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  17. There was a time when I read a lot of books that took place during World War II, and mostly in France. That period fascinated me. And then I guess I just had too much. But when I saw your review of Code Name Verity it made me want to read it, and now I want to read this one too!
    Thanks for this review, which gives a good insight of the book and the circumstances around it.

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  18. This is not a book I had considered reading before, but now you've enlightened me about the circumstances it was written in I far more intrigued. Plus it also sounds like quite a beautiful read. Will be adding this to my wishlist.

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  19. Thanks for reviewing the book. I got it on my shelf. Interesting to note it wasn't all about the tribulation of Jews during the WWII.

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  20. I've had this book for a few years but haven't got to it yet because I believed it was a whole plot that hadn't been completed. Knowing it is two novellas out of five makes it less daunting in it's incompleteness. I like the way it sounds fair to the ordinary people, it may not be so rare, but finding more objective sources can be difficult.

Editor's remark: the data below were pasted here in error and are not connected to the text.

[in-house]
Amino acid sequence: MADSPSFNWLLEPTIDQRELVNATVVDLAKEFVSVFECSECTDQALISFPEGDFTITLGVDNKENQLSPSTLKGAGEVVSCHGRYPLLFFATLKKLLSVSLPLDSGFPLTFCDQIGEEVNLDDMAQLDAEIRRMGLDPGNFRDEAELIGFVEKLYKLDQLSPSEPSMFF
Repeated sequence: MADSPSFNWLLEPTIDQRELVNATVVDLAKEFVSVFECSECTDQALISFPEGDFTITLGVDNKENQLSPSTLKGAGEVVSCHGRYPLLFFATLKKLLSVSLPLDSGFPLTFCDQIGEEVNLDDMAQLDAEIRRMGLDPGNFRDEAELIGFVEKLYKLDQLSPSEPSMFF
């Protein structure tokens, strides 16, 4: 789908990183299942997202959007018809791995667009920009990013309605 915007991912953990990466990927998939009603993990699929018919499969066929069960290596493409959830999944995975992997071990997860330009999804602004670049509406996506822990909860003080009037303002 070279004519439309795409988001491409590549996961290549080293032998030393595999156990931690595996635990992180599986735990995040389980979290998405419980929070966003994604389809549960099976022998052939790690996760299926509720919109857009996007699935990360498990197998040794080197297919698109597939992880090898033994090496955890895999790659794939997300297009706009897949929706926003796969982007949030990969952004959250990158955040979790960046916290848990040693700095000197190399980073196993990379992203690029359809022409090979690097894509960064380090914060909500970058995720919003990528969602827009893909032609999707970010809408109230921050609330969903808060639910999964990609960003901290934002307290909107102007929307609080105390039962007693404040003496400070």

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  21. I was fascinated with both the book and the story behind the book. I agree that it's difficult to separate them. I loved the book and her writing. A friend I saw last weekend had a copy of Nemirovsky's Fire in the Blood which reminded me that I need to find a copy of that one. Have you read it?

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  22. I wish that she had been able to finish the work. Her writing is so beautiful, but the stories weren't connected in the way I wanted them to be. The author's own story was more fascinating and heartbreaking to me. I'd like to try more of her work though.

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  23. I found this to be a really interesting book, and so detailed and real (it was years ago so I can't remember any specific thoughts sorry!). I haven't read anything else by her though and I'm not sure I will.

    (My review)